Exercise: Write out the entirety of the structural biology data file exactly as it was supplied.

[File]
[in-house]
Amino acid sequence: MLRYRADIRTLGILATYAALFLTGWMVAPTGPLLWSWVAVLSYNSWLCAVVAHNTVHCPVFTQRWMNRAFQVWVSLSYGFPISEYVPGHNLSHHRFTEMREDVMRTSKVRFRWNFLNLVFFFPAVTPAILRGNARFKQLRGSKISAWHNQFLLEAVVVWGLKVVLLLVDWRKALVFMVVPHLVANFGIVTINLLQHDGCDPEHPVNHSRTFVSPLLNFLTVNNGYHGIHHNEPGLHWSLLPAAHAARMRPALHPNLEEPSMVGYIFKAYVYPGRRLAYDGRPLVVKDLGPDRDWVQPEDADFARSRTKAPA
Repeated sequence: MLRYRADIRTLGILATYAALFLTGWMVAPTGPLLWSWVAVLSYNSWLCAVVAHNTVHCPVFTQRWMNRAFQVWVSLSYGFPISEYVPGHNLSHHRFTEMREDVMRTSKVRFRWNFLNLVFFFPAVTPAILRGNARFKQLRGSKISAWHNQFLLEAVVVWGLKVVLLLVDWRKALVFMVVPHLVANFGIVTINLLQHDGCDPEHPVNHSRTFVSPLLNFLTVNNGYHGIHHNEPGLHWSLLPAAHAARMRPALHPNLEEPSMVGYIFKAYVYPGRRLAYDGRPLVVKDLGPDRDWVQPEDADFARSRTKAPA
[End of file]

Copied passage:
[in-house]
Amino acid sequence: MLRYRADIRTLGILATYAALFLTGWMVAPTGPLLWSWVAVLSYNSWLCAVVAHNTVHCPVFTQRWMNRAFQVWVSLSYGFPISEYVPGHNLSHHRFTEMREDVMRTSKVRFRWNFLNLVFFFPAVTPAILRGNARFKQLRGSKISAWHNQFLLEAVVVWGLKVVLLLVDWRKALVFMVVPHLVANFGIVTINLLQHDGCDPEHPVNHSRTFVSPLLNFLTVNNGYHGIHHNEPGLHWSLLPAAHAARMRPALHPNLEEPSMVGYIFKAYVYPGRRLAYDGRPLVVKDLGPDRDWVQPEDADFARSRTKAPA
Repeated sequence: MLRYRADIRTLGILATYAALFLTGWMVAPTGPLLWSWVAVLSYNSWLCAVVAHNTVHCPVFTQRWMNRAFQVWVSLSYGFPISEYVPGHNLSHHRFTEMREDVMRTSKVRFRWNFLNLVFFFPAVTPAILRGNARFKQLRGSKISAWHNQFLLEAVVVWGLKVVLLLVDWRKALVFMVVPHLVANFGIVTINLLQHDGCDPEHPVNHSRTFVSPLLNFLTVNNGYHGIHHNEPGLHWSLLPAAHAARMRPALHPNLEEPSMVGYIFKAYVYPGRRLAYDGRPLVVKDLGPDRDWVQPEDADFARSRTKAPA